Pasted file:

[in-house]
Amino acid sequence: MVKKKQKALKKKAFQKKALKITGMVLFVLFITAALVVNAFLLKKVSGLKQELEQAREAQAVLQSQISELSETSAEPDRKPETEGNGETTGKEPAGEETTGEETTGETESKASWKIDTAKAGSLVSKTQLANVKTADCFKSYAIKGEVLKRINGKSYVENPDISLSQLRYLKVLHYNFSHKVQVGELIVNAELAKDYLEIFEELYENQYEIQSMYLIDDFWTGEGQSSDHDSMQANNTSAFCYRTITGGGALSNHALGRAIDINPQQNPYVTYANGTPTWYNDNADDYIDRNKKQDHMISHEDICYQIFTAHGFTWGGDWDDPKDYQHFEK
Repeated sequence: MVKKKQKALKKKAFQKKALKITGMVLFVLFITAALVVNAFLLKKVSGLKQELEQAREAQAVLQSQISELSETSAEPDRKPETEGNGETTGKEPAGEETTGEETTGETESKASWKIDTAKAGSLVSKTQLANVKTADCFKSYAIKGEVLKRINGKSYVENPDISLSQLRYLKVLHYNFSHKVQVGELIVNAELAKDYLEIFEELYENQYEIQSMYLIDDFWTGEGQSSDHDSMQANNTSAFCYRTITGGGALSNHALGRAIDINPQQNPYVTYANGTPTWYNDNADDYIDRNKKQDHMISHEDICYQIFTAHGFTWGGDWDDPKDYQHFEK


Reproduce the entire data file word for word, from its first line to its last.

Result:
[in-house]
Amino acid sequence: MVKKKQKALKKKAFQKKALKITGMVLFVLFITAALVVNAFLLKKVSGLKQELEQAREAQAVLQSQISELSETSAEPDRKPETEGNGETTGKEPAGEETTGEETTGETESKASWKIDTAKAGSLVSKTQLANVKTADCFKSYAIKGEVLKRINGKSYVENPDISLSQLRYLKVLHYNFSHKVQVGELIVNAELAKDYLEIFEELYENQYEIQSMYLIDDFWTGEGQSSDHDSMQANNTSAFCYRTITGGGALSNHALGRAIDINPQQNPYVTYANGTPTWYNDNADDYIDRNKKQDHMISHEDICYQIFTAHGFTWGGDWDDPKDYQHFEK
Repeated sequence: MVKKKQKALKKKAFQKKALKITGMVLFVLFITAALVVNAFLLKKVSGLKQELEQAREAQAVLQSQISELSETSAEPDRKPETEGNGETTGKEPAGEETTGEETTGETESKASWKIDTAKAGSLVSKTQLANVKTADCFKSYAIKGEVLKRINGKSYVENPDISLSQLRYLKVLHYNFSHKVQVGELIVNAELAKDYLEIFEELYENQYEIQSMYLIDDFWTGEGQSSDHDSMQANNTSAFCYRTITGGGALSNHALGRAIDINPQQNPYVTYANGTPTWYNDNADDYIDRNKKQDHMISHEDICYQIFTAHGFTWGGDWDDPKDYQHFEK